They can make or break the success of your business. And no, I am not referring to Yelpers, or even the Yelp Elites, though they are sometimes just as much hated on by many restaurant owners.
Their arrival sends everyone into a scurry of madness to get everything into place where and how they’re supposed to be.
They are godlike entities that are to be answered to. Rub them the wrong way and Lord, have mercy on your business.They are the folks from the health inspection department.
Alert is on high upon the sign of their arrival. “Make sure everything is labeled and dated!” a chef might yell out. And everyone stops what they are doing to grab hold pieces of a labeling tape. Staff starts running amuck, writing on the labels as fast as they could and then sticking them on even faster. Misspellings are common, even more so when rushed. You wouldn’t believe some of the butchered labels I have seen during my time in the kitchen. Most of the butchered spelling are doings of the nonnative English speakers. But I have seen some pretty effed up misspellings by American born employees. I once saw someone spell lettuce as “lettus”. I’ve seen a “know-it-all girl spell caramel as “carmel”. I’ve seen Caesar spelled as “cisur”. I know I can’t spell anymore either. Don’t think that I am immune to my own mockery. I, too, can’t spell. I forgot how to spell! Long gone are the days of almost always scoring a 100% on my spelling tests back in my youth. Spell check and autocorrect has crippled me with a Dan Quayle symptom (if you’re old enough to remember).
In counties where glove wearing is required by law, chefs and cooks scurry around to look for the nearest box of gloves to slip on. Sometimes the only thing available might be too small and tight for some, causing wears and tears on the gloves as giant hands try to work in them, suffering through the cut off circulation. Other times, it may be so huge that the extra flap of latex makes it impossible to handle things (like in my case). And ya’ll know how I feel about glove wearing.
Clean towels are quickly thrown into the sanitary buckets, if not already in there like they’re supposed to be. Side towels (rules and regulations may differ in different counties and/or states) are stripped away from the hips, leaving some feeling naked.
Staff rush to shove down half eaten tacos and the remaining whatevers of food down their throats to get rid of any evidence that there was any eating (other than for tasting) being done at the work stations. Energy drinks and beer bottles buried in ice machines are taken out and put away somewhere far away from anywhere where food is being handled. Luckily for me, these highly regarded intruders don’t seem to come after 5pm. Or at least in my case, it has been that way. Around 7 or 8ish pm is when I go through my enraging behgopa pains and am rarely more than an arm’s length way from munchies stashed away on a nearby shelf somewhere, often times in my Hello Kitty “picnic bag”, where I pack fruits and stuff to bring so that I don’t die from hunger.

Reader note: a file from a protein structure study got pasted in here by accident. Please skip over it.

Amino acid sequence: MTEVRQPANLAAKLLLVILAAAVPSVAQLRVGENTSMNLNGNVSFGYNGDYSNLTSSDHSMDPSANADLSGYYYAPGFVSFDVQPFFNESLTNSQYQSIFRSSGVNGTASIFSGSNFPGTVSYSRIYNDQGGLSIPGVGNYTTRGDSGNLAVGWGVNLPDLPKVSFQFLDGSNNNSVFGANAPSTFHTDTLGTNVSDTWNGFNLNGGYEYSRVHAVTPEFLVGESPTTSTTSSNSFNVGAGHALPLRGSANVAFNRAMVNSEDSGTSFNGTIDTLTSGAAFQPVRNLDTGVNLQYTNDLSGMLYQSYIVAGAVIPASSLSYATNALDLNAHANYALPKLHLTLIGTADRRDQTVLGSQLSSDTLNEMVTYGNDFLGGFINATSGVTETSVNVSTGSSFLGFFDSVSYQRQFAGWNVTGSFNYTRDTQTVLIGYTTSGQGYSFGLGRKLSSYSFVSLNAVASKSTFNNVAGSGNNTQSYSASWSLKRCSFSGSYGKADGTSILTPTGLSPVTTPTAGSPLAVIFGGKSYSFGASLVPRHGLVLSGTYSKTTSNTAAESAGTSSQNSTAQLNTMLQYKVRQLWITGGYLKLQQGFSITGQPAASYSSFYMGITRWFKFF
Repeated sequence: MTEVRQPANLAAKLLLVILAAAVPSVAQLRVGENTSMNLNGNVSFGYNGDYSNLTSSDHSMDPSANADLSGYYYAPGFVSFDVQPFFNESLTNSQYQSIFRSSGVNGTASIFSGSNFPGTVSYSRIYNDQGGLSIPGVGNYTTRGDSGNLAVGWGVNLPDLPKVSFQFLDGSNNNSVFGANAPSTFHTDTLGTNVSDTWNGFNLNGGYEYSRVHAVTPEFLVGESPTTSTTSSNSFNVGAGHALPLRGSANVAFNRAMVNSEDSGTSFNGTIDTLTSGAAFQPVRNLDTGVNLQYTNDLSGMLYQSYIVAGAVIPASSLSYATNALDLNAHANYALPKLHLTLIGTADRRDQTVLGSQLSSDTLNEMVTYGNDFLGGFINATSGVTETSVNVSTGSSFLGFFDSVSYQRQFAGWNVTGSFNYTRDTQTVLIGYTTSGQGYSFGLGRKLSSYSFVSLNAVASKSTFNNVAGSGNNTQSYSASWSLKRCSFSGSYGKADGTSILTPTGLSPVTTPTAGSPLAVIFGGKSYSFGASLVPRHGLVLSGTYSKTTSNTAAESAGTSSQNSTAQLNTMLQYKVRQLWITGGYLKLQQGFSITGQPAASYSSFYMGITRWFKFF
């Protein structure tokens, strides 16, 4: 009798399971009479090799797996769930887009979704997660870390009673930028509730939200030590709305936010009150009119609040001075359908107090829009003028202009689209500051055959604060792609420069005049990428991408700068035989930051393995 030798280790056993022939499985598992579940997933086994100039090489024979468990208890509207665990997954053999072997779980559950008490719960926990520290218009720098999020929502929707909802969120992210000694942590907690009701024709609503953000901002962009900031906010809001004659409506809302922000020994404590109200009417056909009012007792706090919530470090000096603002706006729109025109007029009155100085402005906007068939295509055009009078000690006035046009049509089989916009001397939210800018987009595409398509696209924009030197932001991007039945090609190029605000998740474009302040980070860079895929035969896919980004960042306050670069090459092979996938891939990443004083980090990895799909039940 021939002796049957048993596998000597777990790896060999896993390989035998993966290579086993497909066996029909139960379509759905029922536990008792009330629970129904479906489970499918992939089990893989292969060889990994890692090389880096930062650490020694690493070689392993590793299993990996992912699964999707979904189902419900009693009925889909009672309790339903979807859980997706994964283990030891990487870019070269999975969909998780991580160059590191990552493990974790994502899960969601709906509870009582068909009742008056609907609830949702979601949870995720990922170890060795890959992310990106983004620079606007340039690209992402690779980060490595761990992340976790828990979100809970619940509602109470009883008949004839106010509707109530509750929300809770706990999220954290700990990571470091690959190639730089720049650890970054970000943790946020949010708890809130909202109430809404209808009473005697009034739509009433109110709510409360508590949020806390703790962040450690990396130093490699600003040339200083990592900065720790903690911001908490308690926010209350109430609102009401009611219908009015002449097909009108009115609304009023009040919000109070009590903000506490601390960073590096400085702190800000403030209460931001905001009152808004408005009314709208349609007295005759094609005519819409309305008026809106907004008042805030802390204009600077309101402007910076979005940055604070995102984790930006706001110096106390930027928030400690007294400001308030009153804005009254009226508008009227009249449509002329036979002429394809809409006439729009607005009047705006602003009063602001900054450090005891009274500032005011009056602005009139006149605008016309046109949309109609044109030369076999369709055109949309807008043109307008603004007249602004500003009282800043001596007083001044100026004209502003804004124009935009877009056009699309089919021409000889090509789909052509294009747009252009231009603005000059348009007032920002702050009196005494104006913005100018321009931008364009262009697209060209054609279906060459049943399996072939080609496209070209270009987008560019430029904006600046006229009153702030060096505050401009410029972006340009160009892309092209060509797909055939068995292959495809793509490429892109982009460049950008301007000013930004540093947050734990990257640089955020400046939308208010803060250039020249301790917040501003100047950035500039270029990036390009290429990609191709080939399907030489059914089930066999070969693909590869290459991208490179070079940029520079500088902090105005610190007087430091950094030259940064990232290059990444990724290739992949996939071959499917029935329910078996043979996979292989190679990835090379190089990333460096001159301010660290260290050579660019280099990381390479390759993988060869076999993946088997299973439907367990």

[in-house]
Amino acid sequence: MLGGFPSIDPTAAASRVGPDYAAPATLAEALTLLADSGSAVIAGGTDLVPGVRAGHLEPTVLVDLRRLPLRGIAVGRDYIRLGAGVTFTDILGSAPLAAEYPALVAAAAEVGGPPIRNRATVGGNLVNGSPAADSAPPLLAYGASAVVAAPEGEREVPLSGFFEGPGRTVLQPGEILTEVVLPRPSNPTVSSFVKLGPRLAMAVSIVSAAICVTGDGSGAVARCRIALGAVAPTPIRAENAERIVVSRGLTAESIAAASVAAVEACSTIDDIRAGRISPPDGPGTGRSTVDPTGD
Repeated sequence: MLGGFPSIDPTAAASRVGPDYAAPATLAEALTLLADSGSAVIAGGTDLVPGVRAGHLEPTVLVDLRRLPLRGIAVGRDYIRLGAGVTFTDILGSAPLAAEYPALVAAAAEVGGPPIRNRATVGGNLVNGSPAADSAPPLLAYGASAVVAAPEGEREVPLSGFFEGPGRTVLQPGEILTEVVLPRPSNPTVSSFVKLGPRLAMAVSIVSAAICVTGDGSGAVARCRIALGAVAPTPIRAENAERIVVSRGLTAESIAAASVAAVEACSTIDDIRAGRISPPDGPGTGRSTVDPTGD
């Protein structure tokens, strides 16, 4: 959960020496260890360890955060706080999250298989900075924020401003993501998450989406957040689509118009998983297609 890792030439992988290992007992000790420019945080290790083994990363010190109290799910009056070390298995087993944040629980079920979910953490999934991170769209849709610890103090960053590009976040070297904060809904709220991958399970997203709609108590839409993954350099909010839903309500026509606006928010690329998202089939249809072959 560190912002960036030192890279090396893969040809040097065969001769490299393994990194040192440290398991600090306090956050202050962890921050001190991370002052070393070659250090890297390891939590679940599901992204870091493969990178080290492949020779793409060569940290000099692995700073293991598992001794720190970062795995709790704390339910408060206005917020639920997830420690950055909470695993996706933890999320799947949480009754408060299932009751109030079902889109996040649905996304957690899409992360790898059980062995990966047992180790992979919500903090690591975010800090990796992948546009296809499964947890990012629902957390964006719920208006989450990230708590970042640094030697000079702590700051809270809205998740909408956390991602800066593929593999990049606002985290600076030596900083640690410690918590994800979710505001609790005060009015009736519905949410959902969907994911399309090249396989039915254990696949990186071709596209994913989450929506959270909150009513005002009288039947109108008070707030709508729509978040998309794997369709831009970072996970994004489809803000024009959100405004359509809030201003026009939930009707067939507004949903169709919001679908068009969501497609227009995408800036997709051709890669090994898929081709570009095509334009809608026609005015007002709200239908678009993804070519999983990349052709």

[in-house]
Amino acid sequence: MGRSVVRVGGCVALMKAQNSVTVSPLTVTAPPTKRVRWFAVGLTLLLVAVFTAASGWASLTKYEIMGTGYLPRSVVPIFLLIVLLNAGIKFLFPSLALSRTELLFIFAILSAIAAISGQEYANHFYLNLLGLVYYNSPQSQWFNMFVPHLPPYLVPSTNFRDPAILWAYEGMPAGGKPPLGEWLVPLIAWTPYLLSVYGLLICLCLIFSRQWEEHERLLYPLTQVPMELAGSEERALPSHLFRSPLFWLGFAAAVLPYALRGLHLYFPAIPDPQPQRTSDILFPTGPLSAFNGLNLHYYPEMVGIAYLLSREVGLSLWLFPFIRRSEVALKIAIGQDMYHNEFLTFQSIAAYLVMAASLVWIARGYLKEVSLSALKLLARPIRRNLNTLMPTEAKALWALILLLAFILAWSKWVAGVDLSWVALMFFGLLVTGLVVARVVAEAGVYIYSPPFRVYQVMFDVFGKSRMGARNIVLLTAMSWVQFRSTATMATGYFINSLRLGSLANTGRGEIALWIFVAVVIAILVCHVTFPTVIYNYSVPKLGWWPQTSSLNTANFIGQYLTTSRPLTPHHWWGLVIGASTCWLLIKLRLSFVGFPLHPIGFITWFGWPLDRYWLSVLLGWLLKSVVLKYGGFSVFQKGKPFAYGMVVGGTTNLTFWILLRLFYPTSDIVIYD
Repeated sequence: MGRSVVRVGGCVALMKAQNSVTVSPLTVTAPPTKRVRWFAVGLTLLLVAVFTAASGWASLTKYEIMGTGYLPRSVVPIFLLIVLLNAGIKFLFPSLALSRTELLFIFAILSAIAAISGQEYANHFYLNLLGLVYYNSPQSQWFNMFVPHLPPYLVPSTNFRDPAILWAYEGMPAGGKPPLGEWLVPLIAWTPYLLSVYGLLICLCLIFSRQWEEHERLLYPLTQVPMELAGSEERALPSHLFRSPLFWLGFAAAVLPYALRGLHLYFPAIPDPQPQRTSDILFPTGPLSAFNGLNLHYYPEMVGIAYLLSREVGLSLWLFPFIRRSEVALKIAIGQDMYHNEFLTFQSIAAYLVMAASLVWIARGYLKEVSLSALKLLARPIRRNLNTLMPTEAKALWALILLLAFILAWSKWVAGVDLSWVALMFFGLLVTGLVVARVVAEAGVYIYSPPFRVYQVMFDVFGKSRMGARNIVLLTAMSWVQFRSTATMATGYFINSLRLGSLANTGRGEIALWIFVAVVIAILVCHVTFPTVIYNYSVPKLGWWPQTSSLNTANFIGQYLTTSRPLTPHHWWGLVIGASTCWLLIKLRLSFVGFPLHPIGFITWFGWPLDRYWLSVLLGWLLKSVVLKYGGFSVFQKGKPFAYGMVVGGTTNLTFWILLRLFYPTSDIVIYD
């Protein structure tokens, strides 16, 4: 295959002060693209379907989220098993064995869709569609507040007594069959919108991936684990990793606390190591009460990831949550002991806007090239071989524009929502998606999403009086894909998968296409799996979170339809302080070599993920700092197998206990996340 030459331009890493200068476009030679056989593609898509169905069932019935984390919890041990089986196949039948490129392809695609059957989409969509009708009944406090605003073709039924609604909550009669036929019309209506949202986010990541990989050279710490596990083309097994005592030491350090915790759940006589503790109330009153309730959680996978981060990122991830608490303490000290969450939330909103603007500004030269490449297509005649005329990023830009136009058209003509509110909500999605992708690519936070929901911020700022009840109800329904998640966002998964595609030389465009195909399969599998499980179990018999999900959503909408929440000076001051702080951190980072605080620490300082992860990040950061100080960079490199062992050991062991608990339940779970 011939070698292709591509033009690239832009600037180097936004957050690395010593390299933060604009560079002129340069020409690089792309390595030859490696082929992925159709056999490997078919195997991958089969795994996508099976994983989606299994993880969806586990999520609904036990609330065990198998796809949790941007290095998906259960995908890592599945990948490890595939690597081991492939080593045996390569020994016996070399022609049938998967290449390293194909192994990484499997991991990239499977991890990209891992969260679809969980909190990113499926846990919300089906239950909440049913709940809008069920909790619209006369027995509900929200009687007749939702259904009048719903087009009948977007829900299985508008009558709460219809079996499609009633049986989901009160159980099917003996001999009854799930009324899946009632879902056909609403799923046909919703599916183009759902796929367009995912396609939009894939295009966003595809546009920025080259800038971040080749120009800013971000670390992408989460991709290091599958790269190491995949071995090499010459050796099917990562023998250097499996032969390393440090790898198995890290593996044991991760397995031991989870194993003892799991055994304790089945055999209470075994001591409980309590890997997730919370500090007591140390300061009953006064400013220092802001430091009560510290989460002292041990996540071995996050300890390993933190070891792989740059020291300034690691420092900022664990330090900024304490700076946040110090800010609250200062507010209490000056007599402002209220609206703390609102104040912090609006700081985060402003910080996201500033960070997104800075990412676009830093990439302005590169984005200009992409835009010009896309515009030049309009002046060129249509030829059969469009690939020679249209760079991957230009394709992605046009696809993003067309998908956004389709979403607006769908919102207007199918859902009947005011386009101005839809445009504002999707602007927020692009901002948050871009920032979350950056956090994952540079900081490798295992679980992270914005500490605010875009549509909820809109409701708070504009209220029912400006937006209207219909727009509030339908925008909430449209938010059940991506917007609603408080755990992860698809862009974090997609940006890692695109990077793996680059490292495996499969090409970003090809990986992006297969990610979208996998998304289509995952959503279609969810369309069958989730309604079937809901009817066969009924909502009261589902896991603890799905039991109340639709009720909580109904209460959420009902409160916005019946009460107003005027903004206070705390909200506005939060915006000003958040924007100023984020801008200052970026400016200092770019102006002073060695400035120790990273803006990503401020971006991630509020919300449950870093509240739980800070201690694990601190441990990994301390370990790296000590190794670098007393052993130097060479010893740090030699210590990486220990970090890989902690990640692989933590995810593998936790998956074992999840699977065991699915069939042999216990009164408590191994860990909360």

“Oh my gosh, they’re here!~” staff would whisper amongst their selves, warning each other that the dreaded moment has come.
They walk in…..clipboard in hand, ready to mark down every little thing that they see wrong….
Is everything within safe temperature zone? With their handy dandy thermometer, they’ll stick that thing in about every station to make sure nothing is within the 41-135F (temperature danger) zone.
Are items stored and organized correctly, from bottom to top?
And yada yada…all the billion other things they check for….
These people rarely smile. Deep down inside, they probably know that they are hated and that their visits are hardly welcomed with open arms. But who knows….outside of their profession, some of them could be happy, cheery, and laid back people.
The visits (in my experience) last for about half an hour to an hour.
“When are they leaving? Gosh it feels like they’ve been here forever. Wish they’d hurry up and check our station so we can get it over with,” staff would whisper to each other discreetly.
Restaurant owners with even the hottest tempers keep their cool and their heads down when encountering the folks from the health department. But I have seen some owners or managers lose their cool with these people. Dispute over a mark down will heat up. And well, Hell can break loose sometimes.
A former boss of my once got into a shouting match with one of them over something…..I can’t even remember what. A manager later suggested that he not be around the next time they come, in fear of pissing them off and plausibly getting more mark downs.
Fortunately, I’ve never worked in a restaurant with any major violations. And hopefully, I’ve never eaten in one. GROSS!!
Some kitchens actually do follow a strict guideline for being on par with all the rules. But the reality is, once the inspection is over (and the kitchen is done playing polite and proper), it’s not uncommon to go back to their old (sometimes violating) routines.
A disclaimer that should be noted here is that the experience and observation noted in this post are not just from one particular restaurant kitchen, but typical scenarios here could apply to kitchens in general.